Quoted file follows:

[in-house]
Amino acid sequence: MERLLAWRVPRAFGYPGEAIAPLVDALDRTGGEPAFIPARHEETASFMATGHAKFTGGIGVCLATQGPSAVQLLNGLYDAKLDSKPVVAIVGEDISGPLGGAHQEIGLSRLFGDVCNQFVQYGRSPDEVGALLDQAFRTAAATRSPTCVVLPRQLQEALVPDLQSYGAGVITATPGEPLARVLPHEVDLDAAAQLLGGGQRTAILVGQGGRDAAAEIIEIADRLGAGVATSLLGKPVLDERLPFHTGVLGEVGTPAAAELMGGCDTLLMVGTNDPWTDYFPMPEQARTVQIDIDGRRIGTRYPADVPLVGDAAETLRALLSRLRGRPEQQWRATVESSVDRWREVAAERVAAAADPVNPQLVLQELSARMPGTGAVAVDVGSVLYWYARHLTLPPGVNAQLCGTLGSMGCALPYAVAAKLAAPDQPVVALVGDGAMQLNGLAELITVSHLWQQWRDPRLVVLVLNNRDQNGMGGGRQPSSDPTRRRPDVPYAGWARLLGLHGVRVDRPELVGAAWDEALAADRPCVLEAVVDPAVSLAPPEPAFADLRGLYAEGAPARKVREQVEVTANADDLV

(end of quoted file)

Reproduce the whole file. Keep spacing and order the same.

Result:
[in-house]
Amino acid sequence: MERLLAWRVPRAFGYPGEAIAPLVDALDRTGGEPAFIPARHEETASFMATGHAKFTGGIGVCLATQGPSAVQLLNGLYDAKLDSKPVVAIVGEDISGPLGGAHQEIGLSRLFGDVCNQFVQYGRSPDEVGALLDQAFRTAAATRSPTCVVLPRQLQEALVPDLQSYGAGVITATPGEPLARVLPHEVDLDAAAQLLGGGQRTAILVGQGGRDAAAEIIEIADRLGAGVATSLLGKPVLDERLPFHTGVLGEVGTPAAAELMGGCDTLLMVGTNDPWTDYFPMPEQARTVQIDIDGRRIGTRYPADVPLVGDAAETLRALLSRLRGRPEQQWRATVESSVDRWREVAAERVAAAADPVNPQLVLQELSARMPGTGAVAVDVGSVLYWYARHLTLPPGVNAQLCGTLGSMGCALPYAVAAKLAAPDQPVVALVGDGAMQLNGLAELITVSHLWQQWRDPRLVVLVLNNRDQNGMGGGRQPSSDPTRRRPDVPYAGWARLLGLHGVRVDRPELVGAAWDEALAADRPCVLEAVVDPAVSLAPPEPAFADLRGLYAEGAPARKVREQVEVTANADDLV